As local and regional church organizations express the desire to sing and pray for peace in ways larger than church walls can hold, World Council of Churches (WCC) acting general secretary Rev. Prof. Dr Ioan Sauca encouraged these public pilgrimages for justice and peace.
The Council of Churches in the Netherlands, along with peace organizations there, are planning a street prayer for peace, ultimately with a “human chain” of people singing Dona nobis pacem (Grant us peace) across Europe.
Harling’s hymn, entitled “Pray for Peace,” reads: “Pray for peace, work for peace, care for peace, make way for peace/Blessed are those who stand for peace and freedom.”
Sauca encouraged churches and all people of good will to support such creative efforts, sing for peace in their own homes, and bring communities together with a unified voice. “Together, we can continue to show the world that there is an alternative to warfare,” said Sauca. “Whether it is a human chain of beautiful voices in song, or a quiet prayer uttered in a corner by someone who fears for their loved ones, every voice for peace matters.”
Sauca also encouraged strengthening interreligious bridges in peace-building across the world.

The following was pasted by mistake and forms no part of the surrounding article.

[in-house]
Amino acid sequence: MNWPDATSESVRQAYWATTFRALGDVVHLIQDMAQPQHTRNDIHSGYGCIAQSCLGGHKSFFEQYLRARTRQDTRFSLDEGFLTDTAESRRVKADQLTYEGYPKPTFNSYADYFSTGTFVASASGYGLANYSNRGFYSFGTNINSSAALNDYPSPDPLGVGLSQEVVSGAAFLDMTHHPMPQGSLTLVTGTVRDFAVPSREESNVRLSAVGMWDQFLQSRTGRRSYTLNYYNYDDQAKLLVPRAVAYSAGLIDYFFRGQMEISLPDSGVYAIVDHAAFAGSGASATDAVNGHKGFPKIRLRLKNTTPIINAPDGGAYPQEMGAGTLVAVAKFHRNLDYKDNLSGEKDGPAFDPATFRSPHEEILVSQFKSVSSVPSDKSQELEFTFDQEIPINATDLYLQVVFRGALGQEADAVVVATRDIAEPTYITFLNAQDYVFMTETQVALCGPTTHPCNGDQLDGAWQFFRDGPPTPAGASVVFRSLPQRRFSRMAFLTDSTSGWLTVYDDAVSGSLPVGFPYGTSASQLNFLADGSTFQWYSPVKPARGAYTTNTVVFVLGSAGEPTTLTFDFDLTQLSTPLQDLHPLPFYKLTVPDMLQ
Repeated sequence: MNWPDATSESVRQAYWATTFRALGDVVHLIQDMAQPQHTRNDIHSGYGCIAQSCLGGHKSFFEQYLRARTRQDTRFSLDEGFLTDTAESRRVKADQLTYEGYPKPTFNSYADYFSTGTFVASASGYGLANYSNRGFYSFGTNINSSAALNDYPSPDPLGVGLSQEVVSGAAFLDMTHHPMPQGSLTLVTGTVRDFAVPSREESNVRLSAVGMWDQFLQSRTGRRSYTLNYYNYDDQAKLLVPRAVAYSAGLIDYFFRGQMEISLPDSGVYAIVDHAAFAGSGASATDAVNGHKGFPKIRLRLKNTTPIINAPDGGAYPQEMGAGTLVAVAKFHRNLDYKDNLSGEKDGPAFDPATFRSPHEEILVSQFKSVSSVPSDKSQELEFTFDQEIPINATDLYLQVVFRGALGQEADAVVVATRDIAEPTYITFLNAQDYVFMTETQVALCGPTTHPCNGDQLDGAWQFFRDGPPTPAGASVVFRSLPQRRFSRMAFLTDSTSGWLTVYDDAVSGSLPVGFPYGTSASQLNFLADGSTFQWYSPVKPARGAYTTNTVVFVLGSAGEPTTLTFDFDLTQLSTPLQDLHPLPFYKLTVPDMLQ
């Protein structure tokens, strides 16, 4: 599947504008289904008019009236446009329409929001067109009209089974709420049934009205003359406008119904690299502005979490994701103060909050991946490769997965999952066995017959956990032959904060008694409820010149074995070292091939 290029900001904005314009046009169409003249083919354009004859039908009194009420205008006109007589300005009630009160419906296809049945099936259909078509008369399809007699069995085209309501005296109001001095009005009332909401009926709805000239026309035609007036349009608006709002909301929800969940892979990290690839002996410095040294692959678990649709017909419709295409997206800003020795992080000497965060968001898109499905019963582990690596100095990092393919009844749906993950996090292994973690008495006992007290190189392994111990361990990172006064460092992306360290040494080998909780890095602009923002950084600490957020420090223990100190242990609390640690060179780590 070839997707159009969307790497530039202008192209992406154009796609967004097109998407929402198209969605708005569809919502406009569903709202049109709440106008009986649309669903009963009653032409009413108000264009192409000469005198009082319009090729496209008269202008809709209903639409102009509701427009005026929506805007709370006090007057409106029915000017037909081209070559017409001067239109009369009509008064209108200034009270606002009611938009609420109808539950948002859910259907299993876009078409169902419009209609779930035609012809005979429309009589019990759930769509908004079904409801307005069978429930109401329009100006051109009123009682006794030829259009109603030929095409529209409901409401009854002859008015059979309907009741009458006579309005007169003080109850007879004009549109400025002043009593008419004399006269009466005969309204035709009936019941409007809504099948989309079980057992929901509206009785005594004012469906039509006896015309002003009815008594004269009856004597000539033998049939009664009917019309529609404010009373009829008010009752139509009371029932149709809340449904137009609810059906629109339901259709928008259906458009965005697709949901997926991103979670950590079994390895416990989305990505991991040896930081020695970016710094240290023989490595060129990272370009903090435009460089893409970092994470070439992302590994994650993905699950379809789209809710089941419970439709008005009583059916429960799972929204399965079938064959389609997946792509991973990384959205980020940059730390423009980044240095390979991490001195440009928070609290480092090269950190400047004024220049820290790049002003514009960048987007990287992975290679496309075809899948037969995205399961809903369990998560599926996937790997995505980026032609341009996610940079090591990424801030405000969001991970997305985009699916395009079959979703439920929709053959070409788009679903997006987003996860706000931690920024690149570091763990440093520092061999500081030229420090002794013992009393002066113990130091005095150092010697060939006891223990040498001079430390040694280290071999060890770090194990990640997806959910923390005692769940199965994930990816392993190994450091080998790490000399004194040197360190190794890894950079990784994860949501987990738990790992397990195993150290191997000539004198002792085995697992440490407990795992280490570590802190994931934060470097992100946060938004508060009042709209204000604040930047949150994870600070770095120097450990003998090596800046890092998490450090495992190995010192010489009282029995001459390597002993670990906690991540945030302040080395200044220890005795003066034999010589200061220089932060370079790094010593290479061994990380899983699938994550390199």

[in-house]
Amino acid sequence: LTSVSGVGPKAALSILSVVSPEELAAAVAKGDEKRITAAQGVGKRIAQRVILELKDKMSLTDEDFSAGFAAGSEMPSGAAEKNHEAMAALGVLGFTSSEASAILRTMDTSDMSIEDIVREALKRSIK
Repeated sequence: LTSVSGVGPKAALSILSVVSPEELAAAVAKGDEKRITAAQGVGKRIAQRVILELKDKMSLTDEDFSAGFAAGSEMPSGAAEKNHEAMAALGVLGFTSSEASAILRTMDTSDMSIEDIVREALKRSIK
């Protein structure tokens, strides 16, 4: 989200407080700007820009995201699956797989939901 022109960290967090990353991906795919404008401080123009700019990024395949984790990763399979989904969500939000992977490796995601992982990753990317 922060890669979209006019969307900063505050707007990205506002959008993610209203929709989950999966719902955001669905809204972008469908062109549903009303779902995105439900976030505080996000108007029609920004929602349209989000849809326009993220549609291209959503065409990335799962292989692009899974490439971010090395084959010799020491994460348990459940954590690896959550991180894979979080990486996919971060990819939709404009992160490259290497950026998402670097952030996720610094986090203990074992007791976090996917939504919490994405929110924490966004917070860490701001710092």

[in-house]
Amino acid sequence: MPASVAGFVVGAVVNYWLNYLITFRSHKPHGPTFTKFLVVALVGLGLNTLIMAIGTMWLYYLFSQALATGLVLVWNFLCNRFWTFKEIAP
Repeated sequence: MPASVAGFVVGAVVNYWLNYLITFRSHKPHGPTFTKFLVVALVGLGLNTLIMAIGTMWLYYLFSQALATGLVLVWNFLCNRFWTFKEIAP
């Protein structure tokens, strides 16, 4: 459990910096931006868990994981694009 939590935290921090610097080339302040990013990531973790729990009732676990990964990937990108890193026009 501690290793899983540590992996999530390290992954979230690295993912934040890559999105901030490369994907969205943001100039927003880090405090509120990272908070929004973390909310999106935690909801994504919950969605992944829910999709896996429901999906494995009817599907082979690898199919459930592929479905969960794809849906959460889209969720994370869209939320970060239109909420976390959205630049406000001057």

“As we get ready as Christians to celebrate Christ’s resurrection, Muslims and Jewish communities are celebrating Ramadan and Pessach during the same time period in 2022,” reflected Sauca. “The thought of visibly joining hands in a human chain with our partners is inspiring in a time when we are all yearning for peace.”
Iona Community shares “Call to Peace with Justice”
The Iona Community is sharing a “Call to Peace with Justice” that includes an invitation to three Global Gatherings for Peace on 7, 21 and 28 April. “All are most welcome as we pray, and act together for peace with justice,” wrote Ruth Harvey, Iona Community leader, as part of the global invitation.
The Iona Community was founded in 1938 in Glasgow and Iona, a small Hebridean island off the west coast of Scotland where the Irish Monk Columba established a monastery in 563 AD. The site of the medieval Benedictine abbey is now the home of the Iona Community and a centre for pilgrimage. The Iona Community is known throughout the world for its witness combining social action, work for peace and spiritual life.
As pilgrimages, prayers, songs and light displays unfold across the world, WCC is encouraging sharing on social media to bring forth the unity among all those striving for peace and use the hashtags #Pray4Peace #One4Peace.
Find the “Pray for Peace” hymn here